Currently, the U.S. federal government supports and encourages installation of residential PV solar systems by offering a 26% tax credit (not deduction) for the total installation cost of PV Solar arrays. In 2020, the federal government extended this incentive through 31 December 2023. Without further legislative action, this tax credit will decrease each year eventually expiring. Beginning 1 January 2023, the tax credit decreases down to 22% ultimately expiring 31 December 2023. Below are some additional facts about the energy efficiency federal tax credit:
- Credit may be combined with other available energy efficiency incentives
- No maximum limit to this tax credit
- Can be used in more than one year
- May be used to offset alternative minimum tax (AMT)
Home Performance Group Charging Station Installation in Kansas City
Interested in installing an EV charging station with PV solar, consider hiring a full-service electrical professional with specialized knowledge to properly design, size and install your charging station and independent solar power plant. A small upfront investment in careful design can save both the headache of inconvenience and thousands of dollars future rework.
At Home Performance Group, we continue to invest in technical training so we can correctly design, specify, size, and install electrical systems, solar systems, and electric care charging stations. We have performed numerous projects for our clients.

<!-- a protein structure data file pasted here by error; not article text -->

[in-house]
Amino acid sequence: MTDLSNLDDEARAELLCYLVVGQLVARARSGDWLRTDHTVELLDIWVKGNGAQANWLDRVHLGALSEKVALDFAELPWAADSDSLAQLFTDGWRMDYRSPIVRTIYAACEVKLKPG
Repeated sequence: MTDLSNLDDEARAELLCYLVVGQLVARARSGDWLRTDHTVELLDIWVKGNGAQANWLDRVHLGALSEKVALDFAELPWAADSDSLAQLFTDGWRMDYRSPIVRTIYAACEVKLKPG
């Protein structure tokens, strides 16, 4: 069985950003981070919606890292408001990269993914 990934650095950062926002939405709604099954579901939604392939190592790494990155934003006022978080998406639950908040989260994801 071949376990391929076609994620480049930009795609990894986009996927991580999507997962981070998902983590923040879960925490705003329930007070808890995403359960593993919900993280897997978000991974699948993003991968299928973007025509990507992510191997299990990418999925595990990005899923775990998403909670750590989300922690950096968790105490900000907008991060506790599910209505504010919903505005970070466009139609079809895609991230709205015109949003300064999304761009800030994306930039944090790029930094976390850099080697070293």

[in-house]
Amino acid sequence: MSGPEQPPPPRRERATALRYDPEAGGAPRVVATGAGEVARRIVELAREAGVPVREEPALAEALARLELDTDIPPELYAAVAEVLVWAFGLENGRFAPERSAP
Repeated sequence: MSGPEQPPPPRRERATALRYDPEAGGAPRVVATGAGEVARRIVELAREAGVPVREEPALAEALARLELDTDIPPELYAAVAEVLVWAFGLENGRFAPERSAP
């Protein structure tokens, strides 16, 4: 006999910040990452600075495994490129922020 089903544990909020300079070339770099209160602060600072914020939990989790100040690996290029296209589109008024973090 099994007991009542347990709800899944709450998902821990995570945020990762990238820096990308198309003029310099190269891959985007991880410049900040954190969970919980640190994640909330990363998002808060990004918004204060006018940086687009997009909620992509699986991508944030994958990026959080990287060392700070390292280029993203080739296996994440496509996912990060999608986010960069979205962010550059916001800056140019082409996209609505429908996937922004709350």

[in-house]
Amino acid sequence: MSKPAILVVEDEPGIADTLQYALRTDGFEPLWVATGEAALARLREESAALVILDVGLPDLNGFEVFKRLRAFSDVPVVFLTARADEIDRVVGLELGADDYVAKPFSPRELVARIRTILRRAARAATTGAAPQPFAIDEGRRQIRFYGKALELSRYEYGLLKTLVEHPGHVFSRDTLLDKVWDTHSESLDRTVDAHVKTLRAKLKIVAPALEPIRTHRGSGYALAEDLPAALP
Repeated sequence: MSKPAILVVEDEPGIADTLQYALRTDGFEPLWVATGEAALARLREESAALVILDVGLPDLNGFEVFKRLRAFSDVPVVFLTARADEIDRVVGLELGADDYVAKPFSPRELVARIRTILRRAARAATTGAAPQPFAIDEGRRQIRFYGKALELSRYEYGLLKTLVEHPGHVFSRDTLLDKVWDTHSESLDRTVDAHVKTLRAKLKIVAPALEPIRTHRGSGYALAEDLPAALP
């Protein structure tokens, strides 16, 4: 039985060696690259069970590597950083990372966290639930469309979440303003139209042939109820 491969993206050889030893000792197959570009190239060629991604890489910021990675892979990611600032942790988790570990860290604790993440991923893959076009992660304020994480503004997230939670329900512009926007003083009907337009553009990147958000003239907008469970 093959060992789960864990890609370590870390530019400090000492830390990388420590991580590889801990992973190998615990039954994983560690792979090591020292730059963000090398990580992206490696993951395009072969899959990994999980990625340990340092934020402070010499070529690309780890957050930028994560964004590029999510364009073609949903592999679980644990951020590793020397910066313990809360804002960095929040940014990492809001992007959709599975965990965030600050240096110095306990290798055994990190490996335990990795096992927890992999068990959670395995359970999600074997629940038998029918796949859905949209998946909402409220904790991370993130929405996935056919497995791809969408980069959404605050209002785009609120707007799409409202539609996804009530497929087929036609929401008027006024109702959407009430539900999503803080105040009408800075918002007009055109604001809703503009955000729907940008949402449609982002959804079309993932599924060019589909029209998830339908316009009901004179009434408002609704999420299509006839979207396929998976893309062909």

If you are interested in a no-cost in-home consultation, schedule with a Solutions Advisor today.
Article by Larry L. Motley Jr., 13 Sep 2021
Larry is a graduate of both Wentworth Military Academy and Missouri Western State University earning a double bachelor’s degree in Economics and Finance. Additionally, he maintains six professional tradesman licenses in two states and advanced credentialing in green technology, project and program management, and process improvement. Larry is a three-time combat veteran having served in Operation Iraqi Freedom, Operation New Dawn, and Operation Inherent Resolve. He continues to serve through a value-based building science company focused on providing clients the best design, highest quality installation, and most honest repair services in the community.